Boy, that escalated quickly.
One minute I’m fist-pumping at the fact that Andy Reid is locked up for another five years (in my opinion he’s done a marvelous job overall), the next I’m staring at my screen, shocked.
John Dorsey is out? Wait... WHAT?
I was off Twitter for 15 minutes. I come back on... pic.twitter.com/NekuL6s1F0— Seth Keysor (@RealMNchiefsfan) June 22, 2017
Look, I’m not going to pretend to like this. John Dorsey has, as far as I can tell, done a fantastic job as the Chiefs general manager. He has picked multiple All-Pros and solid players in the draft (no, he wasn’t perfect, but literally no one is in that) year after year. He has repeatedly found contributors off the scrap heap (a HIGHLY valuable skill). He’s well-known to be respected throughout the league as a marvelous talent scout. That’s not a guy you want gone.
Additionally, the timing of it (which we’re about to talk about) is just ... odd. Chris Ballard, the obvious heir apparent (and who, by all appearances, is already crushing it with the Colts), was allowed to walk just a short while ago. And then there’s this.
Over the past few months, #Chiefs had contract talks to extend GM John Dorsey. Today, he's out of a job when the team decided no extension— Ian Rapoport (@RapSheet) June 22, 2017
That just makes zero sense. And things that make zero sense bother me. So I sat down to develop a workable theory.
First, the theory that Clark Hunt is an idiot or somehow too meddlesome as an owner is a bad one. It goes against all the evidence we’ve seen since Clark took over. He’s consistently gone out and gotten the top names (remember, Scott Pioli was a HOT commodity. Like, en fuego), paid them well, and stayed out of the way. He’s shown a willingness to shell out big bucks for players as well. So this theory ... has no evidence to really back it up. Thus, I discard it.
The second theory would be that Andy Reid wanted to be his own GM again. But, all reports in the time we’ve had indicate that’s not gonna happen, and Reid himself has commented that he wasn’t good at being a GM and a coach (and that he’s happy to just coach). So that’s out.
There are theories about Dorsey’s eventual ascension to the GM spot in Green Bay, but nothing about the team’s press release makes it look like this was an ACTUAL mutual decision (and the leaks from all the big names indicate this was the Chiefs letting him go). There’s also this tweet that says it’s not likely to be Dorsey in Green Bay. There’s also the fact that you don’t usually go all-in on a rookie QB right before leaving to go somewhere else. So I don’t feel like we’ve got any real teeth to that theory.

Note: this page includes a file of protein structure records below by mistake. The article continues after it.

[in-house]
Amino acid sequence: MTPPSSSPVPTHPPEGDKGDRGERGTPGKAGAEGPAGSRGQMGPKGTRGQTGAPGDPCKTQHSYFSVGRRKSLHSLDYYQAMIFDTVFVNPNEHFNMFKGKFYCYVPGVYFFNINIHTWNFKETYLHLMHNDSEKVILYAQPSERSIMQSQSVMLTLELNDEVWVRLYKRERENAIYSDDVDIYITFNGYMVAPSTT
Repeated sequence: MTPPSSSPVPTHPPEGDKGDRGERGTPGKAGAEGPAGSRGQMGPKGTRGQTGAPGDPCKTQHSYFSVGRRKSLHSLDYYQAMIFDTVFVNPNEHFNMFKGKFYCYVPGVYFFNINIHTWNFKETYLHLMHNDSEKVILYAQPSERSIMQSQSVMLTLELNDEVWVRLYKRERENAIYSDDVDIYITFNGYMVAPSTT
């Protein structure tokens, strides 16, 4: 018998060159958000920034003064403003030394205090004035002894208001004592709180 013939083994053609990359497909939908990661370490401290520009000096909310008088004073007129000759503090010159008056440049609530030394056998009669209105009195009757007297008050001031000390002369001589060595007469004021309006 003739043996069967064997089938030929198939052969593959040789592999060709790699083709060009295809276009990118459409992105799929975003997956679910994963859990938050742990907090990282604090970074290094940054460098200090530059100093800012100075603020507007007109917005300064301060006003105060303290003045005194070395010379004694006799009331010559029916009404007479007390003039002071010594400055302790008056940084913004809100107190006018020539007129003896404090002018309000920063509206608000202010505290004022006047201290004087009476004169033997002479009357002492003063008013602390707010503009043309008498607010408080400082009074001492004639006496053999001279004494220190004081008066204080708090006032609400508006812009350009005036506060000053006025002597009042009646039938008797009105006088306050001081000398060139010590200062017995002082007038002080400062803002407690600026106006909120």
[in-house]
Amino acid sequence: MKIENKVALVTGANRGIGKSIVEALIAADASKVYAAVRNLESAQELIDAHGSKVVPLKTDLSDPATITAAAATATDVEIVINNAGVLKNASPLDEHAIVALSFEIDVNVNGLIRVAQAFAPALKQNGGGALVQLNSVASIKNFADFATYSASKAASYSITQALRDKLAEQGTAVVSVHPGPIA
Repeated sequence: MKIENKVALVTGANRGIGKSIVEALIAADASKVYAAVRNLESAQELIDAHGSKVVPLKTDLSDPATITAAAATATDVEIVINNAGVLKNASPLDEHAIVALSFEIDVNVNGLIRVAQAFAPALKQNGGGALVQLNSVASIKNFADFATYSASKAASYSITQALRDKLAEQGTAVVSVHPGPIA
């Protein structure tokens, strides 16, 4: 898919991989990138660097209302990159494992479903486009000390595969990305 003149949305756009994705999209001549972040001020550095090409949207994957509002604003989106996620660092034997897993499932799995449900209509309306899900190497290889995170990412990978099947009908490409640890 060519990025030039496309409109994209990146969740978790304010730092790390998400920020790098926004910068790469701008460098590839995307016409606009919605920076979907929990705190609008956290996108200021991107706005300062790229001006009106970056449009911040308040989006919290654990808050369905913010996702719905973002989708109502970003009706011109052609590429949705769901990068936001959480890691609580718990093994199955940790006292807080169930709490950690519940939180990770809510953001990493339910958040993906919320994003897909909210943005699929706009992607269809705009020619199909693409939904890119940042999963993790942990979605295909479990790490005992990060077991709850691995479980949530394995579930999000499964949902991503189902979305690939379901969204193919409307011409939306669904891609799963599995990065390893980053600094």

So ... what changed in the last few months? The last huge move (well, ALMOST the last huge move) we saw was Dorsey spearheading the Chiefs trading up and snagging Patrick Mahomes and being FIRED UP in the Chiefs’ war room. And so was everyone else. It doesn’t seem like it was the draft, no?
There are only two major things that have changed in the last two months:
- Trip MacCracken was relieved of his duties as Director of Football Administration, basically the guy in charge of contracts.
- Jeremy Maclin, in a surprising (and clumsily-handled) move, was released.
Seriously, that’s it. No other real changes have occurred between the time the Chiefs were reportedly discussing an extension and now deciding to “part ways” with Dorsey (which is a lot like when a CEO “resigns” after a long board meeting or an associate “resigns” after a meeting with the partners. Bro, that ain’t mutual).
So here’s my working theory, subject to change as more information comes out ...
The biggest (and really, only) issue with Dorsey’s tenure as general manager over the last few years has been his handling of contract negotiations and the salary cap. We’ve seen multiple players get contracts that ... didn’t quite make sense. Overpaying seemed all too common (for guys like Tamba Hali and Dwayne Bowe, to name a pair of examples that are fairly extensive, one could argue Eric Fisher as well pretty easily), and quite often the structure of the contracts didn’t seem advantageous with regards to the salary cap.